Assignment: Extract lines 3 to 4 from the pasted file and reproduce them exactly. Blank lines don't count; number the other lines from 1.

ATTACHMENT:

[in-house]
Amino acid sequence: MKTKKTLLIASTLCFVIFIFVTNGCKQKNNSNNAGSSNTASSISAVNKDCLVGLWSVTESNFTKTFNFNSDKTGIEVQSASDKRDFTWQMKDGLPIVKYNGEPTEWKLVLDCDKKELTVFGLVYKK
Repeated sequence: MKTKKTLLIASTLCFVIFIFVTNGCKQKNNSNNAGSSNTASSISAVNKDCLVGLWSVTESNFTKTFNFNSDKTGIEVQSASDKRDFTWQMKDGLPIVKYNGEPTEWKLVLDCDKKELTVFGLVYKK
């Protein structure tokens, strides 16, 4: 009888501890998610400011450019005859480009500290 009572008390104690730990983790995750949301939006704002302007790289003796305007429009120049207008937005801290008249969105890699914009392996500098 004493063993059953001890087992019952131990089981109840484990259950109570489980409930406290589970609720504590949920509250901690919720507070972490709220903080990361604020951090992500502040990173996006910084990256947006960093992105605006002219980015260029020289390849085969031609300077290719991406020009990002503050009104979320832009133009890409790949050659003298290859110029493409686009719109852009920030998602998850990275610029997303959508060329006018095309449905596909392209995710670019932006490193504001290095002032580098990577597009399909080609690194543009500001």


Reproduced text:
Repeated sequence: MKTKKTLLIASTLCFVIFIFVTNGCKQKNNSNNAGSSNTASSISAVNKDCLVGLWSVTESNFTKTFNFNSDKTGIEVQSASDKRDFTWQMKDGLPIVKYNGEPTEWKLVLDCDKKELTVFGLVYKK
């Protein structure tokens, strides 16, 4: 009888501890998610400011450019005859480009500290 009572008390104690730990983790995750949301939006704002302007790289003796305007429009120049207008937005801290008249969105890699914009392996500098 004493063993059953001890087992019952131990089981109840484990259950109570489980409930406290589970609720504590949920509250901690919720507070972490709220903080990361604020951090992500502040990173996006910084990256947006960093992105605006002219980015260029020289390849085969031609300077290719991406020009990002503050009104979320832009133009890409790949050659003298290859110029493409686009719109852009920030998602998850990275610029997303959508060329006018095309449905596909392209995710670019932006490193504001290095002032580098990577597009399909080609690194543009500001």